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Cultivating interaction ubiquity at work

Sørensen, Carsten (2010) Cultivating interaction ubiquity at work. The Information Society, 26 (4). pp. 276-287. ISSN 0197-2243

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Abstract

There is limited debate on what “ubiquity” in ubiquitous computing implies, in particular in regard to technological affordances connecting people. The aim of this article is to explore the question: What is the role of technologically embedded assumptions in the cultivation of interaction ubiquity at work? Distinguishing between the embedded support for managing ongoing interaction relationships—as opposed to a series of interaction encounters—and the support for prioritizing interactions—as opposed to priorities per se—yields four analytical categories of affordances: connectors, filters, mediators, and coordinators. These four categories are illustrated through four case studies of mobile working. The author argues that successful cultivation of interaction ubiquity at work relies critically on a portfolio approach wherein the technology is seen as playing a more active role in the management of interaction beyond the simple standardized technical connection.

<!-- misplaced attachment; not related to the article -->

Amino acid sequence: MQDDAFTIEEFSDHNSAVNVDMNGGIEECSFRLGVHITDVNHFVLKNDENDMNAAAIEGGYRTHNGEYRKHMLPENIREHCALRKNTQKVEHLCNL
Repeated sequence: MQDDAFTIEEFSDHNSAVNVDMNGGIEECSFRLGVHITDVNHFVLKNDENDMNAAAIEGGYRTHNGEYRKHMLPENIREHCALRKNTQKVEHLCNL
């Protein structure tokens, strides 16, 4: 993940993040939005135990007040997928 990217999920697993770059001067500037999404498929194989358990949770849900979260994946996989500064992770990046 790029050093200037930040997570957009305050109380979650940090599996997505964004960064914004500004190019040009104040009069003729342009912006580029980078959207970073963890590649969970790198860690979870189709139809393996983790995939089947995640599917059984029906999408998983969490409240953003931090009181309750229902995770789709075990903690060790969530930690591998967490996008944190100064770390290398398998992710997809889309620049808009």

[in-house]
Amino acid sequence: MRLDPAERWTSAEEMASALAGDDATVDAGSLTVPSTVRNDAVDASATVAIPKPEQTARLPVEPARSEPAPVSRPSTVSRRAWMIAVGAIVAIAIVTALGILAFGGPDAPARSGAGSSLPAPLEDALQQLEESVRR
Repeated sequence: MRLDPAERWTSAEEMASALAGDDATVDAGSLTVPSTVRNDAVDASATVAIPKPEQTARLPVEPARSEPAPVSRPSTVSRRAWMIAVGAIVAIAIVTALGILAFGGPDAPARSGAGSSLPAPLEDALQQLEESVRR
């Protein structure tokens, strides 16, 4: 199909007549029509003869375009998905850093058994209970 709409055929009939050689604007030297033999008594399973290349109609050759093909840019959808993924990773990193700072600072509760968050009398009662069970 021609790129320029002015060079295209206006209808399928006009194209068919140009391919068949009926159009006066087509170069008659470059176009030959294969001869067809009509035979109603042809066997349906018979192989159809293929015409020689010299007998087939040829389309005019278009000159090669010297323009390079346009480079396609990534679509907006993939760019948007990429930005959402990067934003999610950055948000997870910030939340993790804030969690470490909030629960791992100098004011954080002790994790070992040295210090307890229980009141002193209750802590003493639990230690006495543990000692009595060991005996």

Item Type: Article
Official URL: http://www.indiana.edu/~tisj/
Additional Information: © 2010 Taylor & Francis Group, LLC
Library of Congress subject classification: Q Science > Q Science (General)
Q Science > QA Mathematics > QA75 Electronic computers. Computer science
Sets: Research centres and groups > Information Systems and Innovation Group
Departments > Management
Rights: http://www.lse.ac.uk/library/usingTheLibrary/academicSupport/OA/depositYourResearch.aspx
Date Deposited: 09 Jun 2010 11:28
URL: http://eprints.lse.ac.uk/28241/

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